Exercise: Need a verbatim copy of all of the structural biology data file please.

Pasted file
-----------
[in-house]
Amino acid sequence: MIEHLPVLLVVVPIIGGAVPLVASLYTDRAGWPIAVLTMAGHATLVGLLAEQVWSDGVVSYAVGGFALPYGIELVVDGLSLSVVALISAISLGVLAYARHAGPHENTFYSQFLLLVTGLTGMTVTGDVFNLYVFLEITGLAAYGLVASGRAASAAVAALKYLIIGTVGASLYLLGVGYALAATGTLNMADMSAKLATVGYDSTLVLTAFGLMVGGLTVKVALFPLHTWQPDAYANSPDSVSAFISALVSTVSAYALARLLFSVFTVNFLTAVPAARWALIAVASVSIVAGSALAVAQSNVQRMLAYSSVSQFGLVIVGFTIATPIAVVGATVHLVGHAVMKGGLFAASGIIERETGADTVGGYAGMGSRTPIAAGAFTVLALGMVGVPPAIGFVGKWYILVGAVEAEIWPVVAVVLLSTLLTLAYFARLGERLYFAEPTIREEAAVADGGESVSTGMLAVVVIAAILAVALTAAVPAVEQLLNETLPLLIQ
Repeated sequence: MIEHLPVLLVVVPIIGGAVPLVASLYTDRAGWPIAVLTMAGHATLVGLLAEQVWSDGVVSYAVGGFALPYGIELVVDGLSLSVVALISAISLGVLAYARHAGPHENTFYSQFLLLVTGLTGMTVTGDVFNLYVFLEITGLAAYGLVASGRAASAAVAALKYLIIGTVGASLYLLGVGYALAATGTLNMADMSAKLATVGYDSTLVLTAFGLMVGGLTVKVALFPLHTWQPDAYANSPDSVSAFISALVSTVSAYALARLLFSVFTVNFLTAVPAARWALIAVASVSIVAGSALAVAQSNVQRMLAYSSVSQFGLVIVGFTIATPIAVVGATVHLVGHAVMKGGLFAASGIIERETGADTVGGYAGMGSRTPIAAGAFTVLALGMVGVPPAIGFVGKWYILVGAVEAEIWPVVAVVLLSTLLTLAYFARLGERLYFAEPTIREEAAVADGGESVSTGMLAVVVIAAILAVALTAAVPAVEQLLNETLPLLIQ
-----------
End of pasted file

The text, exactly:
[in-house]
Amino acid sequence: MIEHLPVLLVVVPIIGGAVPLVASLYTDRAGWPIAVLTMAGHATLVGLLAEQVWSDGVVSYAVGGFALPYGIELVVDGLSLSVVALISAISLGVLAYARHAGPHENTFYSQFLLLVTGLTGMTVTGDVFNLYVFLEITGLAAYGLVASGRAASAAVAALKYLIIGTVGASLYLLGVGYALAATGTLNMADMSAKLATVGYDSTLVLTAFGLMVGGLTVKVALFPLHTWQPDAYANSPDSVSAFISALVSTVSAYALARLLFSVFTVNFLTAVPAARWALIAVASVSIVAGSALAVAQSNVQRMLAYSSVSQFGLVIVGFTIATPIAVVGATVHLVGHAVMKGGLFAASGIIERETGADTVGGYAGMGSRTPIAAGAFTVLALGMVGVPPAIGFVGKWYILVGAVEAEIWPVVAVVLLSTLLTLAYFARLGERLYFAEPTIREEAAVADGGESVSTGMLAVVVIAAILAVALTAAVPAVEQLLNETLPLLIQ
Repeated sequence: MIEHLPVLLVVVPIIGGAVPLVASLYTDRAGWPIAVLTMAGHATLVGLLAEQVWSDGVVSYAVGGFALPYGIELVVDGLSLSVVALISAISLGVLAYARHAGPHENTFYSQFLLLVTGLTGMTVTGDVFNLYVFLEITGLAAYGLVASGRAASAAVAALKYLIIGTVGASLYLLGVGYALAATGTLNMADMSAKLATVGYDSTLVLTAFGLMVGGLTVKVALFPLHTWQPDAYANSPDSVSAFISALVSTVSAYALARLLFSVFTVNFLTAVPAARWALIAVASVSIVAGSALAVAQSNVQRMLAYSSVSQFGLVIVGFTIATPIAVVGATVHLVGHAVMKGGLFAASGIIERETGADTVGGYAGMGSRTPIAAGAFTVLALGMVGVPPAIGFVGKWYILVGAVEAEIWPVVAVVLLSTLLTLAYFARLGERLYFAEPTIREEAAVADGGESVSTGMLAVVVIAAILAVALTAAVPAVEQLLNETLPLLIQ